BCS Is BS Sent To The Championship Game...or Is It?

jrwhiterabbitContributor ISeptember 10, 2009

MIAMI - JANUARY 08:  The Florida Gators celebrate after defeating the Oklahoma Sooners in the FedEx BCS National Championship Game at Dolphin Stadium on January 8, 2009 in Miami, Florida. The Gators won the game by a score of 24-14.  (Photo by Donald Miralle/Getty Images)

The BCS Methodology means Lingo that allows for no transfer of information to the average intelligence. If you have ever had to read or try to read and understand the criteria of the BCS you know exactly what I mean.

I spent some time today looking over the BCS web site and trying to come up with a rationale and reason for the madness. What is it that makes me feel it's not fair, and why some think it is the answer we all deserve and have been waiting for.
Okay, let's look at this from last year's point-of-view as a reference to drive my point home.

First, the Simple:

What is the BCS?
According to the bcsfootball.org web site it states the BCS is
"The Bowl Championship Series (BCS) is a five-game arrangement for post-season college football that is designed to match the two top-rated teams in a national championship game and to create exciting and competitive match ups between eight other highly regarded teams in four other games. “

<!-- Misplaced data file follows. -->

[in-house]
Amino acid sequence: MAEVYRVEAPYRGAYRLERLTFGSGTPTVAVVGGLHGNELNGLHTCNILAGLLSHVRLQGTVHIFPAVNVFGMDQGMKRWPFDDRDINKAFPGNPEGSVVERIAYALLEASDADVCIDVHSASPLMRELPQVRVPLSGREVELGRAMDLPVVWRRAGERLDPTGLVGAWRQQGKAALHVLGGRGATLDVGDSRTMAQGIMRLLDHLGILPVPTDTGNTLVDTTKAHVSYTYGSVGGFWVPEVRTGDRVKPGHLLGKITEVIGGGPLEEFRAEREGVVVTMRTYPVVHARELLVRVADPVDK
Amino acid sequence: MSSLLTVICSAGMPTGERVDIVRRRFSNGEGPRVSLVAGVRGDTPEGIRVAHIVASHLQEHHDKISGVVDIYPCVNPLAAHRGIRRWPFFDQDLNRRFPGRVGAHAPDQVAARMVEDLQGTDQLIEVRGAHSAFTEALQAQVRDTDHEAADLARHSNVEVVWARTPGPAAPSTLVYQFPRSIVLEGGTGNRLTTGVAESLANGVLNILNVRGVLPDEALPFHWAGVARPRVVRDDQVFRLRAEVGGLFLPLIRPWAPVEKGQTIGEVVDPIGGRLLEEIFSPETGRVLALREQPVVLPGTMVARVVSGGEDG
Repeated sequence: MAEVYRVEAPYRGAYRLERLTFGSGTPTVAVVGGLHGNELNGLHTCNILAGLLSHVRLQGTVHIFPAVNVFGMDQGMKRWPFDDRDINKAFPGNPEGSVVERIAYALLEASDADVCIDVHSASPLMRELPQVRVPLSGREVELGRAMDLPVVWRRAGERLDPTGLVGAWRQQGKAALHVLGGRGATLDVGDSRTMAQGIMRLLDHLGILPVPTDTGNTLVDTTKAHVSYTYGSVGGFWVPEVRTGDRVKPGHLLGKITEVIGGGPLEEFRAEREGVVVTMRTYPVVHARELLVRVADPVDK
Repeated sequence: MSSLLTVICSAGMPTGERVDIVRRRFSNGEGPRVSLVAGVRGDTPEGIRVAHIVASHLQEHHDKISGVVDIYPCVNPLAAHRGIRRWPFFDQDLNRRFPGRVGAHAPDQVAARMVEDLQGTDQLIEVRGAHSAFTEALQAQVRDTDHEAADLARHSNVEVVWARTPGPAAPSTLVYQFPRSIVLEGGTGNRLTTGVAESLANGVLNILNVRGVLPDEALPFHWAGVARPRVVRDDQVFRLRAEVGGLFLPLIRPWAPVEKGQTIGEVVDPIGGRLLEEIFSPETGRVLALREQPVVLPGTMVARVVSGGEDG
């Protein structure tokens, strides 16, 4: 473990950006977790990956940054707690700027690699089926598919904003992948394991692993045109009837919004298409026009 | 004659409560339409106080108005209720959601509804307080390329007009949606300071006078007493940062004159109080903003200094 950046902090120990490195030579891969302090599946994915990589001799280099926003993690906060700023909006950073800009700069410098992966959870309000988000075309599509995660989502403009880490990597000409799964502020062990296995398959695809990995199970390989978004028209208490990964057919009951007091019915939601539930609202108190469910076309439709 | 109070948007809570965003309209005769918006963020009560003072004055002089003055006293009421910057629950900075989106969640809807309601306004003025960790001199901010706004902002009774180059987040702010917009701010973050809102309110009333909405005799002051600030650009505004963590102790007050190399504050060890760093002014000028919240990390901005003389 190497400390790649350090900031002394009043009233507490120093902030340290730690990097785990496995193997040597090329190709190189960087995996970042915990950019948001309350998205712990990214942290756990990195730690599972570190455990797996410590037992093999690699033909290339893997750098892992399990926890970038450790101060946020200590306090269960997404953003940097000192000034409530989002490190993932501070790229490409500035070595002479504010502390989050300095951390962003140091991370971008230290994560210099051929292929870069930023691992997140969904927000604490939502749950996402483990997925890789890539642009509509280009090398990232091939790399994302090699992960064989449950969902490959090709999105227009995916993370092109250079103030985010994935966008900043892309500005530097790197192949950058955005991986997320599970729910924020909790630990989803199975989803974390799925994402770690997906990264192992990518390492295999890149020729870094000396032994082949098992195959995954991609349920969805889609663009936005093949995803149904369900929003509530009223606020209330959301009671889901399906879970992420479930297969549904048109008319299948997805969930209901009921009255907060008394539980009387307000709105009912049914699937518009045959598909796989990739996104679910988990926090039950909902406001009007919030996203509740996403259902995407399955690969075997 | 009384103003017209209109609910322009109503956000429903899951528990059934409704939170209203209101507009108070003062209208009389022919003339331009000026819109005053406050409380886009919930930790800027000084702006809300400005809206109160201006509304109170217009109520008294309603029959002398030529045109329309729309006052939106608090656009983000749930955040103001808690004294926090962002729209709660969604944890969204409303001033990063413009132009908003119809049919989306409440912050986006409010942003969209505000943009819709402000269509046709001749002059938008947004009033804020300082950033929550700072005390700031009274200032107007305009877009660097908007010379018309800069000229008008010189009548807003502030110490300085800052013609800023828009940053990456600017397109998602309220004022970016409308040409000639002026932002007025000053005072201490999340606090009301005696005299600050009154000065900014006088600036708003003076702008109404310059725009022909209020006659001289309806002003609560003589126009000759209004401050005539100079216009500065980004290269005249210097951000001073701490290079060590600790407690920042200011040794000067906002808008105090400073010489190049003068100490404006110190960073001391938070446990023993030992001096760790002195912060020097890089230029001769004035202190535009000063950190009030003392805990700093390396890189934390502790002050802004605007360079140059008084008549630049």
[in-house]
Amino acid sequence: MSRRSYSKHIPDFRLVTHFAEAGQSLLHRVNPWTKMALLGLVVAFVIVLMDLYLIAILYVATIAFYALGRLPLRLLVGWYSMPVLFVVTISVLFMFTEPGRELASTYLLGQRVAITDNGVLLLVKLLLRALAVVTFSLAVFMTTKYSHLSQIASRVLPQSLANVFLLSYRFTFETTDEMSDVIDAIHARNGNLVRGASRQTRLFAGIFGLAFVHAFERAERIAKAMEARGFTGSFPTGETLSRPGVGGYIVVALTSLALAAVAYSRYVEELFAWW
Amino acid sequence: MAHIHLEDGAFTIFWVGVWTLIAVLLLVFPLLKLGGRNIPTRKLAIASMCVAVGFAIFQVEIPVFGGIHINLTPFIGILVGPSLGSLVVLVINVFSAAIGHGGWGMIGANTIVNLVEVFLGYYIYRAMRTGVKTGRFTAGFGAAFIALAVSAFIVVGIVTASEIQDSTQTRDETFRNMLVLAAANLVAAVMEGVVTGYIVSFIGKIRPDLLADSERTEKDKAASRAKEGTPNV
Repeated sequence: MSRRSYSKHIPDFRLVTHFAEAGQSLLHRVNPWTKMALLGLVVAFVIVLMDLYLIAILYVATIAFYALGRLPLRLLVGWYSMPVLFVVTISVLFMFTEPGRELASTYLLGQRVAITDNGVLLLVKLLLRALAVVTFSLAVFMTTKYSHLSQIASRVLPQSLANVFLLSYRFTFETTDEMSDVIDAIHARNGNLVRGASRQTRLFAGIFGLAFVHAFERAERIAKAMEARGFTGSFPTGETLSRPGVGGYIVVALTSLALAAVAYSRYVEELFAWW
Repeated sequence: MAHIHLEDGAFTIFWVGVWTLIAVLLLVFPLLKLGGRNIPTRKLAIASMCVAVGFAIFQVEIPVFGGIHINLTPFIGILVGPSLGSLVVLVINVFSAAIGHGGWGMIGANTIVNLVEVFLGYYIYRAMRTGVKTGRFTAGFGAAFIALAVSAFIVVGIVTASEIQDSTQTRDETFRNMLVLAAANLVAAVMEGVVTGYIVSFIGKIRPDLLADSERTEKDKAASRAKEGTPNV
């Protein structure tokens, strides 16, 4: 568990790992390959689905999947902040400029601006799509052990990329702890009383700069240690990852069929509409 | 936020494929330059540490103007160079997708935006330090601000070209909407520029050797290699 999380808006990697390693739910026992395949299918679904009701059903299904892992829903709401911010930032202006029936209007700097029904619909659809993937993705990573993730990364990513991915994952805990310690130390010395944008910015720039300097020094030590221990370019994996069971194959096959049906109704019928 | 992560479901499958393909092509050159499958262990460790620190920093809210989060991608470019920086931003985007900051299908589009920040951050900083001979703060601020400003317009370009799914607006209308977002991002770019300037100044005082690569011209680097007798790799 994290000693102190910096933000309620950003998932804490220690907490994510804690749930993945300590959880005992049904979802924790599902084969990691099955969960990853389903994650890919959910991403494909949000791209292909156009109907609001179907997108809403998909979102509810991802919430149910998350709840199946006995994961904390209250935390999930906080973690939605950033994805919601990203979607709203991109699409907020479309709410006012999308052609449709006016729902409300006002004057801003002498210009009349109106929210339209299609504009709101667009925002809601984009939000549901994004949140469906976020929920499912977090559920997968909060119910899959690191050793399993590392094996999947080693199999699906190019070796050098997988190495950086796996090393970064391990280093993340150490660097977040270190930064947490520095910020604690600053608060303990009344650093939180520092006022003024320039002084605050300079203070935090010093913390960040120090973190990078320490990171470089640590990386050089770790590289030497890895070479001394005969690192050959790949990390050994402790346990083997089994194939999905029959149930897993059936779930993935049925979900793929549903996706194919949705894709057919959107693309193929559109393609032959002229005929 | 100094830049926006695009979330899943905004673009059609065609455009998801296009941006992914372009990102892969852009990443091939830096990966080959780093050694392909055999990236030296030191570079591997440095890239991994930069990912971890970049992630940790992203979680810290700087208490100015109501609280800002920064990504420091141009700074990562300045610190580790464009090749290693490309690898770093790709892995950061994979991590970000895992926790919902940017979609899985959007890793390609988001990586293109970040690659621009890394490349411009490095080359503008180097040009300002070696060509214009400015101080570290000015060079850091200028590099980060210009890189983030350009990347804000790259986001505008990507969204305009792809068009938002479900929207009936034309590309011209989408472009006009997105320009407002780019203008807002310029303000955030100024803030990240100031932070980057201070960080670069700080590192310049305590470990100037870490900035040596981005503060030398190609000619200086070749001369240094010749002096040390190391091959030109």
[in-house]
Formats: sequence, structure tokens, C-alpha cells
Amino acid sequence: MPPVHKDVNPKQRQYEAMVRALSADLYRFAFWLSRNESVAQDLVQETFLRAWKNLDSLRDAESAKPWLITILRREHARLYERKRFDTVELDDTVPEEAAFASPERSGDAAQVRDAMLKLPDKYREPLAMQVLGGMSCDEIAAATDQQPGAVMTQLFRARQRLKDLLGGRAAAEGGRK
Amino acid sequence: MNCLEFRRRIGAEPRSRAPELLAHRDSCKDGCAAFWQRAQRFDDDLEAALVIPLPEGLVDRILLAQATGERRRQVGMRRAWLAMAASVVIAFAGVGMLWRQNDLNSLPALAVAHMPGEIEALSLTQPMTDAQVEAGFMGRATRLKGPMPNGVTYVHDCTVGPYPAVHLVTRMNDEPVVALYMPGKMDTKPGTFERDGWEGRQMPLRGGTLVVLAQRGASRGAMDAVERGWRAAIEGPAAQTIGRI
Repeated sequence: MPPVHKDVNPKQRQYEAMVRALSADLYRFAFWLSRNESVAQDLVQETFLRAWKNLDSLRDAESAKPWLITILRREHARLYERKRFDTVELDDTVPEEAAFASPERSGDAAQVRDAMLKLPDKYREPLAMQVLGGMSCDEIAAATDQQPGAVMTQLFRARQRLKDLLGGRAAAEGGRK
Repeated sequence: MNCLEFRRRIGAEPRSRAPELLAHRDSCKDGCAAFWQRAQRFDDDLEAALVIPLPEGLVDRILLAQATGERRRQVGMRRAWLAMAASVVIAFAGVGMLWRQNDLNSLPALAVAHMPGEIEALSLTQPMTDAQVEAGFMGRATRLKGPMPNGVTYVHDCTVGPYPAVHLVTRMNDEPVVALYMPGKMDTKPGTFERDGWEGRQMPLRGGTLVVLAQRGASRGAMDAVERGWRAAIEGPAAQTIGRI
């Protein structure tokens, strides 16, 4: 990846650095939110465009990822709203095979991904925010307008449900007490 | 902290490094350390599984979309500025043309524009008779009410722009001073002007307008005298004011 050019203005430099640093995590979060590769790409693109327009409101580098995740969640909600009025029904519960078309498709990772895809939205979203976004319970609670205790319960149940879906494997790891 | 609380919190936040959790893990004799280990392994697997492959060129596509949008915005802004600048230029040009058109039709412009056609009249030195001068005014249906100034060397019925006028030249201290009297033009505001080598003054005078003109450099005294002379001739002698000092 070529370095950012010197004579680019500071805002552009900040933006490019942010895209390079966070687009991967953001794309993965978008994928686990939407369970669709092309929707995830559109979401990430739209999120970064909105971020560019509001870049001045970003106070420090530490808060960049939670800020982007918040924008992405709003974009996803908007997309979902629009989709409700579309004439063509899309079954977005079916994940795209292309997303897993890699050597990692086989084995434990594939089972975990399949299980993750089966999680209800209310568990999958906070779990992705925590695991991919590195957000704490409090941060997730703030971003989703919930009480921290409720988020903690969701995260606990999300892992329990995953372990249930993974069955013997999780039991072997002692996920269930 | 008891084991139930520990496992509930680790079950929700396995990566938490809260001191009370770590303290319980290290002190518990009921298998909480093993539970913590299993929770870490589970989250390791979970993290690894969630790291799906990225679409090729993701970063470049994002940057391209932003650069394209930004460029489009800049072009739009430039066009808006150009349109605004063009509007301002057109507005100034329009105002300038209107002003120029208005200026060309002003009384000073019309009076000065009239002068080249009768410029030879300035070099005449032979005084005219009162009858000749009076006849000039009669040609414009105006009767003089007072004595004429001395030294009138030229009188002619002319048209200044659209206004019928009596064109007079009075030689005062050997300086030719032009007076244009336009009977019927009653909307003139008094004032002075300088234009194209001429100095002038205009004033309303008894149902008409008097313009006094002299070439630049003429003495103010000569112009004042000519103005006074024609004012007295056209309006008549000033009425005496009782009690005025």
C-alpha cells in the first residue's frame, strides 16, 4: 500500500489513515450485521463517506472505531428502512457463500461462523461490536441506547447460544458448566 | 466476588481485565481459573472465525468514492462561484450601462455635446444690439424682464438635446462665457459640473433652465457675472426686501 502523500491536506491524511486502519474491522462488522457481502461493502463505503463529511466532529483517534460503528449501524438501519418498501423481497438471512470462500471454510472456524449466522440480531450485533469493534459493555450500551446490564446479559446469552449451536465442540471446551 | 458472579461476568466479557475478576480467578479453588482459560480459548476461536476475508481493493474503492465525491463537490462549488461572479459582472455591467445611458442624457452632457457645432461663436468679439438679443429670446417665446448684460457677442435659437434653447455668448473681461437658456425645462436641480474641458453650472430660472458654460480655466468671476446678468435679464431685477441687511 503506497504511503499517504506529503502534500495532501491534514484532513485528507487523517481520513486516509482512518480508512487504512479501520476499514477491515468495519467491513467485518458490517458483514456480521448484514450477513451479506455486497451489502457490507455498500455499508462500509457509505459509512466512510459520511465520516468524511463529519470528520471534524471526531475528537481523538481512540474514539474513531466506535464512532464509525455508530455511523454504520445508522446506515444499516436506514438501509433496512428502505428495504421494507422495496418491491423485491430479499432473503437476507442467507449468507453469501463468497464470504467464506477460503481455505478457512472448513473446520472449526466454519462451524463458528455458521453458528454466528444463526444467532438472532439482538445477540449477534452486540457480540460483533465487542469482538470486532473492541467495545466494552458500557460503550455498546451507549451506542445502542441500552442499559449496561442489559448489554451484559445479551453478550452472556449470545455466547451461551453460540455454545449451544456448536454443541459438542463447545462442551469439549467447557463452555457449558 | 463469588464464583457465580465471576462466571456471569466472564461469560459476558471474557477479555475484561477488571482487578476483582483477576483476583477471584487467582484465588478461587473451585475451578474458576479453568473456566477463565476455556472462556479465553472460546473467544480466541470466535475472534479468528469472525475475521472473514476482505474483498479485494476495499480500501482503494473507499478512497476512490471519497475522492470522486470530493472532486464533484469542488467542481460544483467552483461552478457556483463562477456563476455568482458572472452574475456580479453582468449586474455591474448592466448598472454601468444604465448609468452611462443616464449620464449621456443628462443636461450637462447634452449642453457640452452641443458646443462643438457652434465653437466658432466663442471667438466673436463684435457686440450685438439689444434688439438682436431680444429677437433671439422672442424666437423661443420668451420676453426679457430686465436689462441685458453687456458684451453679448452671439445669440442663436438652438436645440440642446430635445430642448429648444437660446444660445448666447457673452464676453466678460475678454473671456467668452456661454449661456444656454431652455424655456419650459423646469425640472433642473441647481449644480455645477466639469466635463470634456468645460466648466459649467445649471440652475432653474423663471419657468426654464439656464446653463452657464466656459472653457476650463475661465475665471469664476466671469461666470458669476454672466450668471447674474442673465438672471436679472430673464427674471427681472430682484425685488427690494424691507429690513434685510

Okay, so basically it's an attempt by some to make sure that the match up of the NC game and all other spots are filled with qualified and quality teams. According to my reading of what they do and do not do...it mainly sounds like you have someone who has no clue writing the regulations. You have automatic berths to ensure some BCS games. For example: Notre Dame only has to be ranked eighth in nation, and no matter what they get invited to a game. The SEC champions get one for that winner. I know it saves one position for the conferences that are organized and grouped together as followed 11 NCAA Football Bowl Subdivision ("FBS") (formerly Division I-A) conferences, the director of athletics at the University of Notre Dame, and representatives of the bowl organizations. The conferences are Atlantic Coast, Big East, Big Ten, Big 12, Conference USA, Mid-American, Mountain West, Sun Belt, Pacific-10, Southeastern, and Western Athletic. When you have explicit guidelines on automatic berths...I think it's fair that there should be standardized evaluation methods in which all 120 members are selected on.
Currently, the BCS has received much scrutiny because of the way it turned out last year. Albeit, a very unlikely year they realize. But what happens when you have years like that? Maybe there is no error proof or fool proof system, but you could start by standardizing methods of selection. Nothing about it should be implied, and the situation should not be allowed to dictate itself.